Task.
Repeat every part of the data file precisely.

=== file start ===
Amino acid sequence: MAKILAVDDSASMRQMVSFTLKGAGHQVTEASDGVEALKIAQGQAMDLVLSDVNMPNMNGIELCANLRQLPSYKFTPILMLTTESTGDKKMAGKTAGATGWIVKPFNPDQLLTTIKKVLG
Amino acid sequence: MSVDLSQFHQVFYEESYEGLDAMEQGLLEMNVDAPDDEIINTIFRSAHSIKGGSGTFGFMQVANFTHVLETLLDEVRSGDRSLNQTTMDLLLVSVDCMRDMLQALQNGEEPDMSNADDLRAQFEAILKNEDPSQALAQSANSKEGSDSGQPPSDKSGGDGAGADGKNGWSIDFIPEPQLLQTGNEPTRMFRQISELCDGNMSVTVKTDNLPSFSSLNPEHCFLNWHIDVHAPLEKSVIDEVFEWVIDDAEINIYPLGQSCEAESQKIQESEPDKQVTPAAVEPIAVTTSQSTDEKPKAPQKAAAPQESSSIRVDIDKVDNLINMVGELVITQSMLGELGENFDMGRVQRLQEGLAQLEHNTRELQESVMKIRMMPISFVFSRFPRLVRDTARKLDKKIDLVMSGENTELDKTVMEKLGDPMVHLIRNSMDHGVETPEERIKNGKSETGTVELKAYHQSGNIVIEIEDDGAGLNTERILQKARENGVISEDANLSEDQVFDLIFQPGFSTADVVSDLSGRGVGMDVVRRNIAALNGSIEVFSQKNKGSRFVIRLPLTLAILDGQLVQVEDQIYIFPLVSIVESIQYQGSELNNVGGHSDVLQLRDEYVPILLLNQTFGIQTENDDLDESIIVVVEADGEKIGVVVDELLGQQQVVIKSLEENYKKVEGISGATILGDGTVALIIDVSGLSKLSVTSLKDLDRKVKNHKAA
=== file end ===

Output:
Amino acid sequence: MAKILAVDDSASMRQMVSFTLKGAGHQVTEASDGVEALKIAQGQAMDLVLSDVNMPNMNGIELCANLRQLPSYKFTPILMLTTESTGDKKMAGKTAGATGWIVKPFNPDQLLTTIKKVLG
Amino acid sequence: MSVDLSQFHQVFYEESYEGLDAMEQGLLEMNVDAPDDEIINTIFRSAHSIKGGSGTFGFMQVANFTHVLETLLDEVRSGDRSLNQTTMDLLLVSVDCMRDMLQALQNGEEPDMSNADDLRAQFEAILKNEDPSQALAQSANSKEGSDSGQPPSDKSGGDGAGADGKNGWSIDFIPEPQLLQTGNEPTRMFRQISELCDGNMSVTVKTDNLPSFSSLNPEHCFLNWHIDVHAPLEKSVIDEVFEWVIDDAEINIYPLGQSCEAESQKIQESEPDKQVTPAAVEPIAVTTSQSTDEKPKAPQKAAAPQESSSIRVDIDKVDNLINMVGELVITQSMLGELGENFDMGRVQRLQEGLAQLEHNTRELQESVMKIRMMPISFVFSRFPRLVRDTARKLDKKIDLVMSGENTELDKTVMEKLGDPMVHLIRNSMDHGVETPEERIKNGKSETGTVELKAYHQSGNIVIEIEDDGAGLNTERILQKARENGVISEDANLSEDQVFDLIFQPGFSTADVVSDLSGRGVGMDVVRRNIAALNGSIEVFSQKNKGSRFVIRLPLTLAILDGQLVQVEDQIYIFPLVSIVESIQYQGSELNNVGGHSDVLQLRDEYVPILLLNQTFGIQTENDDLDESIIVVVEADGEKIGVVVDELLGQQQVVIKSLEENYKKVEGISGATILGDGTVALIIDVSGLSKLSVTSLKDLDRKVKNHKAA